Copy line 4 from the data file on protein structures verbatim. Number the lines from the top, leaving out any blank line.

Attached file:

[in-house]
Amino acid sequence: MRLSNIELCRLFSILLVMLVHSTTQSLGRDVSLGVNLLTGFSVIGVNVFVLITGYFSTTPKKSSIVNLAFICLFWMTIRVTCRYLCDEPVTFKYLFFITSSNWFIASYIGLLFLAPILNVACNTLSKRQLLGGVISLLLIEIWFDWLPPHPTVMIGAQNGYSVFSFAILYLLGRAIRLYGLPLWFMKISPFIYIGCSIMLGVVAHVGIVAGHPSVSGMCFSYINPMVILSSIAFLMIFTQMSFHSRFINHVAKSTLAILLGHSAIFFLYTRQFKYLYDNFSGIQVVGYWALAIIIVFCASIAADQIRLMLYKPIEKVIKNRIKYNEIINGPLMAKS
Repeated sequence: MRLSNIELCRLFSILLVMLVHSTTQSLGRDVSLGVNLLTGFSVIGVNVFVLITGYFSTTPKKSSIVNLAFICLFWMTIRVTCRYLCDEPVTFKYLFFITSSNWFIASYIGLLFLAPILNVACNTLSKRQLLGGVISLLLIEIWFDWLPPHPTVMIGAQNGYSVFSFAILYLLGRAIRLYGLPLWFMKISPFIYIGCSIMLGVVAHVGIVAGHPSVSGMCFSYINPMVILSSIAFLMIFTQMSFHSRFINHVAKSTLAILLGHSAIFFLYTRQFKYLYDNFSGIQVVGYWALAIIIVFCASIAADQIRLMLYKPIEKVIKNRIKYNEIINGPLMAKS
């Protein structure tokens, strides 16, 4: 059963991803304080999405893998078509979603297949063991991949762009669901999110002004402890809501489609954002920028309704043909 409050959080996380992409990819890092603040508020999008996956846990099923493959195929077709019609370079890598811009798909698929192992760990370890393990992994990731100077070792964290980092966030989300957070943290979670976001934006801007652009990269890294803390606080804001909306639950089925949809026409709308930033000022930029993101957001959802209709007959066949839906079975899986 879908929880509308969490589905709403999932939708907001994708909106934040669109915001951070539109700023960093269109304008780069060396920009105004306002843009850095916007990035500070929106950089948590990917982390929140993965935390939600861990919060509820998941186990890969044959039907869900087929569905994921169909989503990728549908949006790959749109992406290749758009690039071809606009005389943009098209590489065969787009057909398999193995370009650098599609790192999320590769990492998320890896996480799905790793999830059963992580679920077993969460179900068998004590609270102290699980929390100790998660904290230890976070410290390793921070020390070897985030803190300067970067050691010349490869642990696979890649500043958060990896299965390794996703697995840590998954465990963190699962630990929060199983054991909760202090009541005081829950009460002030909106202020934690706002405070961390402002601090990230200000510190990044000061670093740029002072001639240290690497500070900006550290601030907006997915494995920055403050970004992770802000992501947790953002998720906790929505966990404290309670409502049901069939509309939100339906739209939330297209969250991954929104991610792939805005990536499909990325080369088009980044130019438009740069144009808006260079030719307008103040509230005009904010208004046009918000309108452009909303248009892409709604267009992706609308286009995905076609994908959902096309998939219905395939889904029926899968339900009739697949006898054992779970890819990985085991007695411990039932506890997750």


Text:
């Protein structure tokens, strides 16, 4: 059963991803304080999405893998078509979603297949063991991949762009669901999110002004402890809501489609954002920028309704043909 409050959080996380992409990819890092603040508020999008996956846990099923493959195929077709019609370079890598811009798909698929192992760990370890393990992994990731100077070792964290980092966030989300957070943290979670976001934006801007652009990269890294803390606080804001909306639950089925949809026409709308930033000022930029993101957001959802209709007959066949839906079975899986 879908929880509308969490589905709403999932939708907001994708909106934040669109915001951070539109700023960093269109304008780069060396920009105004306002843009850095916007990035500070929106950089948590990917982390929140993965935390939600861990919060509820998941186990890969044959039907869900087929569905994921169909989503990728549908949006790959749109992406290749758009690039071809606009005389943009098209590489065969787009057909398999193995370009650098599609790192999320590769990492998320890896996480799905790793999830059963992580679920077993969460179900068998004590609270102290699980929390100790998660904290230890976070410290390793921070020390070897985030803190300067970067050691010349490869642990696979890649500043958060990896299965390794996703697995840590998954465990963190699962630990929060199983054991909760202090009541005081829950009460002030909106202020934690706002405070961390402002601090990230200000510190990044000061670093740029002072001639240290690497500070900006550290601030907006997915494995920055403050970004992770802000992501947790953002998720906790929505966990404290309670409502049901069939509309939100339906739209939330297209969250991954929104991610792939805005990536499909990325080369088009980044130019438009740069144009808006260079030719307008103040509230005009904010208004046009918000309108452009909303248009892409709604267009992706609308286009995905076609994908959902096309998939219905395939889904029926899968339900009739697949006898054992779970890819990985085991007695411990039932506890997750």